-After sitting out the first two games of the year and seeing limited action against Somerset a week ago, (Southwestern senior running back Skylar) Stigall finally got the chance that he had been waiting for all season on Friday night at the Reservation against Belfry. Stigall, who transferred to Southwestern over the summer, did his best to carry his team to their first victory of the season, as he scored all four of the Warriors’ touchdowns on the night. Unfortunately, Stigall’s four touchdown performance was not enough in the end, as the Belfry Pirates — the top-ranked team in Class 3A and number one team in the WYMT Mountain Top Ten — came away with a 38-27 victory. With the 11-point loss to Philip Haywood’s Pirates, Southwestern fell to 0-4 on the year.
-The Pulaski Elementary Mustangs continued their winning ways, with wins in the pee wee and junior divisions over the Eubank Bulldogs. The pee wee Mustangs’ defense stood strong and secured a 6-0 win over the Eubank Bulldogs. Dylan Eliot, Trenton Gipson, Coltan Randolph and Tyler Johnson led the suffocating defense that only allowed three Bulldog first downs for the game. Will Blankenship, Leyton Bramble, Brodrick Finley, Conner Flynn, Carson Fraley, Foster Fraley, Chris Hughes and Jack McCollum all contributed on the defensive side of the ball. … The Mustang juniors came away with another solid victory. This was a 26-0 win over a solid Eubank Bulldog team. … The Mustang offense utilized its speed as Zack Travis, Clayton Harness, Brady Cain, and Chandler Godby all rang the bell in a 26-0 victory over a big, physical Eubank team. … Braiden Myers, Brayden Cook, Jaxon Whitaker, Tanner Godsey, Carter Kring, Jacob Wilburn, Jared Ard, Nathan Hart, Coleson Thompson, Mason Strunk, Conner Haste, and Christopher James all saw significant time on the O-line against Eubank. Cade Sullivan also had several big blocks on the edge to free the Mustang harriers. Defensive pressure was again the theme for the Mustangs as they pitched their second shutout in a row within the PCYFL. Anchored by Myers, Whitaker, and Cook up front, the Mustang linebackers of Cade Sullivan, Michael Craft and Clayton Harness applied pressure and successfully controlled their areas all day. Taylor Robins, Logan Keith, Logan Godsey, and Noah Simpson filled in effectively on several series. Cody Nichols and Travis contained their defensive end positions very effectively, helping corral the edge of the Bulldog offense most of the day. Jacob Wilburn and Christopher James also logged several quality snaps on the deep defensive front for the Mustangs.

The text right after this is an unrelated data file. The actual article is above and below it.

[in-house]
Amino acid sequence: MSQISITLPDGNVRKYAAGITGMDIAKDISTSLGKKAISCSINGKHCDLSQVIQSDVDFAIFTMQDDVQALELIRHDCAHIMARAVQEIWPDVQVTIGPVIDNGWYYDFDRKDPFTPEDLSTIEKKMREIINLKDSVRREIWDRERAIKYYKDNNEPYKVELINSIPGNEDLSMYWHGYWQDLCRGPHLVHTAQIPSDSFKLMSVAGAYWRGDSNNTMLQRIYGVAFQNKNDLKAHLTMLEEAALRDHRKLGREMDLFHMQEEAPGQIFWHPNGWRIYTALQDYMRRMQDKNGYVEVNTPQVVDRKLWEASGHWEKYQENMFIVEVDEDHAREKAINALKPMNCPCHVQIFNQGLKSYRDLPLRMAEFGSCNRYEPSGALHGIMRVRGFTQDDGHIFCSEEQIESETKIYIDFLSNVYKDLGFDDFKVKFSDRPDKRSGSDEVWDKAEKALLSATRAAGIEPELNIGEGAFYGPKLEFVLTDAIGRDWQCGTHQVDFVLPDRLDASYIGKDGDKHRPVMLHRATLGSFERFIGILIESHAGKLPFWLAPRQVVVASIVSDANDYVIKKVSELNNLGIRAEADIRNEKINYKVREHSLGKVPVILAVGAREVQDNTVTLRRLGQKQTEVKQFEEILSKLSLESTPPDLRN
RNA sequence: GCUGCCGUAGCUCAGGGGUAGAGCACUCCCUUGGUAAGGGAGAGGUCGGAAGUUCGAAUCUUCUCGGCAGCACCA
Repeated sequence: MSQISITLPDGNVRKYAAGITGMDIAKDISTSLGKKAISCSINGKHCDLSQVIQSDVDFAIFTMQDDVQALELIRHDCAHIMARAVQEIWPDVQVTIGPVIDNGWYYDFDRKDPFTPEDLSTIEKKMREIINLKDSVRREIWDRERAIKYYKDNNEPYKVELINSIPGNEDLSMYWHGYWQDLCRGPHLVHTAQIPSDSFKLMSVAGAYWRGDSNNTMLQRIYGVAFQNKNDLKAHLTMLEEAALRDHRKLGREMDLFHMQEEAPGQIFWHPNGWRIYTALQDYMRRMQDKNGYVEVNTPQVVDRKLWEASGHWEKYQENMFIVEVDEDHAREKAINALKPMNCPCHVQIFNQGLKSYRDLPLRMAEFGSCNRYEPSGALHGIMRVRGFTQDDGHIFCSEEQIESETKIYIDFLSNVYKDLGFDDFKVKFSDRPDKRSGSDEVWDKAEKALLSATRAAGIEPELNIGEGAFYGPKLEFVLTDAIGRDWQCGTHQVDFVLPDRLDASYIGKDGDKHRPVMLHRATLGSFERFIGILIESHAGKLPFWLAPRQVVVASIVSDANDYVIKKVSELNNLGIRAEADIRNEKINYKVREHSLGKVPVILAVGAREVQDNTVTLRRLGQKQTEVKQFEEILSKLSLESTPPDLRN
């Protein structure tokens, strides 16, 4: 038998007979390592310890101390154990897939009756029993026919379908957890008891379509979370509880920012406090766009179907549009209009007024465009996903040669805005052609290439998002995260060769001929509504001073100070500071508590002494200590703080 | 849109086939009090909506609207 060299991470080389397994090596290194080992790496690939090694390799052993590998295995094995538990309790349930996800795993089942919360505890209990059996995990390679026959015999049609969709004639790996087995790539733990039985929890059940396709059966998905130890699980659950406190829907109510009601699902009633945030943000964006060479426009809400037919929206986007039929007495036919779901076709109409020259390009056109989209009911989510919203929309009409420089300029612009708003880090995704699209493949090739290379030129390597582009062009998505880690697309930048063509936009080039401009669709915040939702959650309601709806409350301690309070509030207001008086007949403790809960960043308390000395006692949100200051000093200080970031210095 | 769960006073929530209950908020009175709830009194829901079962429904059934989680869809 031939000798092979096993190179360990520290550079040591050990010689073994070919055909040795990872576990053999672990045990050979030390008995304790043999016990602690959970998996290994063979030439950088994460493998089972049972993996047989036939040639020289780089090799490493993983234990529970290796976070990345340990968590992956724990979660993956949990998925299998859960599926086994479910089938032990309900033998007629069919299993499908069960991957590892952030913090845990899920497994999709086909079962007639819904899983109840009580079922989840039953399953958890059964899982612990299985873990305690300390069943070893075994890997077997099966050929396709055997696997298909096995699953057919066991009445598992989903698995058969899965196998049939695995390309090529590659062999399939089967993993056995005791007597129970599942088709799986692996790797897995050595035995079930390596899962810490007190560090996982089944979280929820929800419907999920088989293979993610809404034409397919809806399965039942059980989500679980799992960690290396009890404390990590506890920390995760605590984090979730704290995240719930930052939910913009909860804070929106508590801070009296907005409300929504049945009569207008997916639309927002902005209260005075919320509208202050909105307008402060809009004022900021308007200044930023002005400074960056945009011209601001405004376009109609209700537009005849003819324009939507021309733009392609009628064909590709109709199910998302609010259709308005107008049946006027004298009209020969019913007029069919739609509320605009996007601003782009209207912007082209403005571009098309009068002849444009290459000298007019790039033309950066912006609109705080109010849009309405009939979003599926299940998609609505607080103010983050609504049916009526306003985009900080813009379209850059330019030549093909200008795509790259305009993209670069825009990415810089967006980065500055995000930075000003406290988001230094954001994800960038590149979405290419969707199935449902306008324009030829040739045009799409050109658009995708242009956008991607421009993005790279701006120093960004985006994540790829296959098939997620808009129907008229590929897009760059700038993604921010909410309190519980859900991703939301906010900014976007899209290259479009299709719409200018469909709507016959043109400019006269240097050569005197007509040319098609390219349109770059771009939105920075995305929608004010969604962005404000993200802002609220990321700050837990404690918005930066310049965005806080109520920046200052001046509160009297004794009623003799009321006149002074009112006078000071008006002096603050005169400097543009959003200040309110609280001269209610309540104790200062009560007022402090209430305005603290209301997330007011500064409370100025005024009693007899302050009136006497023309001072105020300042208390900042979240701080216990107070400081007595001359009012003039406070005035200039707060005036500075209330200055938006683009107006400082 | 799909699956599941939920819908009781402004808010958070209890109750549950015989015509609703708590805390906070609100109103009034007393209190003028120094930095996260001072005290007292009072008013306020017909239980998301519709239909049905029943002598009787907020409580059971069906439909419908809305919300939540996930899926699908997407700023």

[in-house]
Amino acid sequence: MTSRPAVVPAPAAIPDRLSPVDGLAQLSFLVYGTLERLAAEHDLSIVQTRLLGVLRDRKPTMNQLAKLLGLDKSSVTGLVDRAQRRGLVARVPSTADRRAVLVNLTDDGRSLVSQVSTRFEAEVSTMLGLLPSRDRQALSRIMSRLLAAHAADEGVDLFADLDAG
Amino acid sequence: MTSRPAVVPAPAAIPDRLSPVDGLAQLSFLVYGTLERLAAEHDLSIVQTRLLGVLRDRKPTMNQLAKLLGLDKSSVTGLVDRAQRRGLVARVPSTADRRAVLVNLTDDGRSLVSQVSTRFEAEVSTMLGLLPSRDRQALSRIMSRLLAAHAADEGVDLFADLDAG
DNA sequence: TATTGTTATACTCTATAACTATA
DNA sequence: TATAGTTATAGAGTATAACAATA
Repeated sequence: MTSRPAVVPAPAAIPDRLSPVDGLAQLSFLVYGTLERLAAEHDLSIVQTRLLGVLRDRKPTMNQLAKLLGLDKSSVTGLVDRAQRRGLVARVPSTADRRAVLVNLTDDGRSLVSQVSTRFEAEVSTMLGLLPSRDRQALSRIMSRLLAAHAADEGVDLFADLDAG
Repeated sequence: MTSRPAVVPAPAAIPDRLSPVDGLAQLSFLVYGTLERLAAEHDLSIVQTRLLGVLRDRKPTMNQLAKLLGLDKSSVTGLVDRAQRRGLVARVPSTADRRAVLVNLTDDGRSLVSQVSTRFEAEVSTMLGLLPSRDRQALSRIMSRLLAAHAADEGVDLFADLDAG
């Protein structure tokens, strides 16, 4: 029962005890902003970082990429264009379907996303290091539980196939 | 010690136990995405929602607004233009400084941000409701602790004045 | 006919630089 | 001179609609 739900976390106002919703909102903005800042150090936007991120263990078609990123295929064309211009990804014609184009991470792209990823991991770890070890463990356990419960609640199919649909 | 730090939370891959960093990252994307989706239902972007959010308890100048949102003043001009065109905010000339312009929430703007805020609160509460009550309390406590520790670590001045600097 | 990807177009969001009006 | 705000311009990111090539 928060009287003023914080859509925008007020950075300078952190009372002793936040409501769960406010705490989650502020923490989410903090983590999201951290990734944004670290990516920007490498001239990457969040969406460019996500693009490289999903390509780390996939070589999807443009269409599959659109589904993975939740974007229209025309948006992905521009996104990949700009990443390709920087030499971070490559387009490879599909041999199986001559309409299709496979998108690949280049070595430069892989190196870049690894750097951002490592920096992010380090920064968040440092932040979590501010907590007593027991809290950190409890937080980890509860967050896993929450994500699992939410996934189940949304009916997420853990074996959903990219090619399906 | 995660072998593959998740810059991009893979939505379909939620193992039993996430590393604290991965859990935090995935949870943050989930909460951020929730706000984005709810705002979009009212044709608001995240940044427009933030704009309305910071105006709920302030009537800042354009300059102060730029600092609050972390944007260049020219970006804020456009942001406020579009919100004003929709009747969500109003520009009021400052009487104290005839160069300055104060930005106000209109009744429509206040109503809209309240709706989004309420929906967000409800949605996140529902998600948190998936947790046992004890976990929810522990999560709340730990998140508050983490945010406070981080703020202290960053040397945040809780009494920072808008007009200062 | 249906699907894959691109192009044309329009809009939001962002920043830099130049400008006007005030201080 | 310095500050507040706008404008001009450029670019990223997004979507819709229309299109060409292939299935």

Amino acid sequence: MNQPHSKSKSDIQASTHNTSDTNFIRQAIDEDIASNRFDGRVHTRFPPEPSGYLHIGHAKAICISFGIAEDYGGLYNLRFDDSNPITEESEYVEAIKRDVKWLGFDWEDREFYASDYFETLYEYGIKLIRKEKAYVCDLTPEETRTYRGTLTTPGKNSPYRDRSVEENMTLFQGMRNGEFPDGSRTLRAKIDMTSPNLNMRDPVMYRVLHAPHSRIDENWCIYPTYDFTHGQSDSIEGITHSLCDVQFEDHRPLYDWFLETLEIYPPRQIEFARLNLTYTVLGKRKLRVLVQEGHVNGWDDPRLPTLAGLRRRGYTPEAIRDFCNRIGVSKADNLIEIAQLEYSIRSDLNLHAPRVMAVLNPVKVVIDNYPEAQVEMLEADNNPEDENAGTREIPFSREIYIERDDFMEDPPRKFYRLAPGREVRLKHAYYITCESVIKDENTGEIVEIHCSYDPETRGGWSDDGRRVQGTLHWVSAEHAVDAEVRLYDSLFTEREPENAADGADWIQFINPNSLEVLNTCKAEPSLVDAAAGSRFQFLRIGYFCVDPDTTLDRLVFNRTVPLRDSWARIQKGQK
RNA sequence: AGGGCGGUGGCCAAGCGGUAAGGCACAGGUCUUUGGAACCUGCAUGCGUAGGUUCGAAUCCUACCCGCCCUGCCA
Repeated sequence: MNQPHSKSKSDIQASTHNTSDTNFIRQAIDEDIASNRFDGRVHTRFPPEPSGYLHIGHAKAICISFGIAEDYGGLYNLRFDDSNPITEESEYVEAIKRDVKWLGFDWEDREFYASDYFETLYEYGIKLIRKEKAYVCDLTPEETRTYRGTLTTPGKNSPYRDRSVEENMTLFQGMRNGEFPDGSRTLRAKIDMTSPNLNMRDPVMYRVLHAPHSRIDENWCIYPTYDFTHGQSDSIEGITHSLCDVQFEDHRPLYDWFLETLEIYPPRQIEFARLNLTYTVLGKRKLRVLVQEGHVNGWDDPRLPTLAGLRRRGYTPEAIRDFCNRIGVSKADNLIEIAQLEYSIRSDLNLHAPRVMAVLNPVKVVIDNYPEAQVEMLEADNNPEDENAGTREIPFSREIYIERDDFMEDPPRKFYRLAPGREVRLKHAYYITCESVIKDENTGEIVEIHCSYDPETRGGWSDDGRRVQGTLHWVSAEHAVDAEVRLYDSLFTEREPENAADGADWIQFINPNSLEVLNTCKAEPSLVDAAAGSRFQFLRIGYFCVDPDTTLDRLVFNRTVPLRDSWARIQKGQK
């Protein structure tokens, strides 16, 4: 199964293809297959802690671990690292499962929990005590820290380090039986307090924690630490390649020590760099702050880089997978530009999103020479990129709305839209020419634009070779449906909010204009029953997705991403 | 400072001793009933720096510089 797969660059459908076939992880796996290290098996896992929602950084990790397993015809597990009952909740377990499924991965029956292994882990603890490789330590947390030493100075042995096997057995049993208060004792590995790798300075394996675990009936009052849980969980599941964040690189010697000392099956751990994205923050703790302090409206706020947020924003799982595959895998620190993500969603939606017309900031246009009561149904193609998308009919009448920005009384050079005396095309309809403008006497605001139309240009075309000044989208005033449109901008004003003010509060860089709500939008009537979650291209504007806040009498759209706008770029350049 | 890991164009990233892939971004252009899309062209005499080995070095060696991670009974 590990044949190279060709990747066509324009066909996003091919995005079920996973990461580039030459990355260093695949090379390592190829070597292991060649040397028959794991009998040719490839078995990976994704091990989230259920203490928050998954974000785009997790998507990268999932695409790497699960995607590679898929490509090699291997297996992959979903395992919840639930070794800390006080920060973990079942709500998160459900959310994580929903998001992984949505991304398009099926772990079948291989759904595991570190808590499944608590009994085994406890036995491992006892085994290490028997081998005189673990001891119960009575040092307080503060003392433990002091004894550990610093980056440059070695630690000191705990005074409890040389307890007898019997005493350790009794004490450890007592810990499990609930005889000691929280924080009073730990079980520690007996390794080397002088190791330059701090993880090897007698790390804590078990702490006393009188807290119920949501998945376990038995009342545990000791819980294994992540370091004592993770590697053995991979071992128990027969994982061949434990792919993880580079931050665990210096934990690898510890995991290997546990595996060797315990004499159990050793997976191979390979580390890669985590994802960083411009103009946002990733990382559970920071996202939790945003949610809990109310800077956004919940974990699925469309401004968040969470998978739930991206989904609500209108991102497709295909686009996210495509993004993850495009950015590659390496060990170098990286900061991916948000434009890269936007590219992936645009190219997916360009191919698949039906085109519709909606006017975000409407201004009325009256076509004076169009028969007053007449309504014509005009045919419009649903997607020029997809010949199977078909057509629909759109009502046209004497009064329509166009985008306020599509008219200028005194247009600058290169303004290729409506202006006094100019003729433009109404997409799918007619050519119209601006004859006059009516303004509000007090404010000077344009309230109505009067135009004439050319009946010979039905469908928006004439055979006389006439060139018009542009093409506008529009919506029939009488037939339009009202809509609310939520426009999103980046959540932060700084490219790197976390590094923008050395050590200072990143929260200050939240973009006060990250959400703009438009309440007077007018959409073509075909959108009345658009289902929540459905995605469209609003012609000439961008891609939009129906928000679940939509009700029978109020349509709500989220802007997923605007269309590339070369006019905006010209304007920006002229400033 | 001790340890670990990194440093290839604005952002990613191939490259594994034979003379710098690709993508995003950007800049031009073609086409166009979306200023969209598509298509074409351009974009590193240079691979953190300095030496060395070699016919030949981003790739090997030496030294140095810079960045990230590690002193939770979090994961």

-Almost a week after dropping a heartbreaker to arch-rival Somerset in a shootout, the battered and bruised Pulaski County Lady Maroon soccer team limped into Monday’s game at home to face a winless Clinton County squad that had been outscored 44-8 on the season in dropping its first eight games of the season. … Thanks to a pair of goals by Carly Smith and Allie Blevins, and scores from Kendra Keith, Steffi Keith, Janssen, as well as an own-goal, PC rolled to 4-4 on the season with a 7-0 victory.
-To earn the top spot in the 48th District and the opportunity to host the 48th District Girls Soccer Tournament, Southwestern needed a victory. The Southwestern Lady Warriors killed two birds with one stone on Monday night at the Plains, as they defeated Wayne County by final tally of 8-0. With the eight-goal over the visiting Lady Cardinals, Southwestern grabbed the first seed for next month’s district tournament that will be held at the Plains. … Southwestern’s first goal of the night came in the 15th minute from junior Hanna Ratliff. That would be the first of three goals for the Lady Warrior junior. Senior Brandi Abrams would tally two goals in less than six minutes to put Southwestern ahead of Wayne County by three goals at 3-0. … Senior Tiffany Russell put her name into the scoring column in the first half, which allowed the Lady Warriors to grab a six-goal lead. … Southwestern would get a lone goal in the second half, which came from senior Katherine Citak. … The Lady Warriors, with the victory, upped their overall record to 6-2-0 on the year.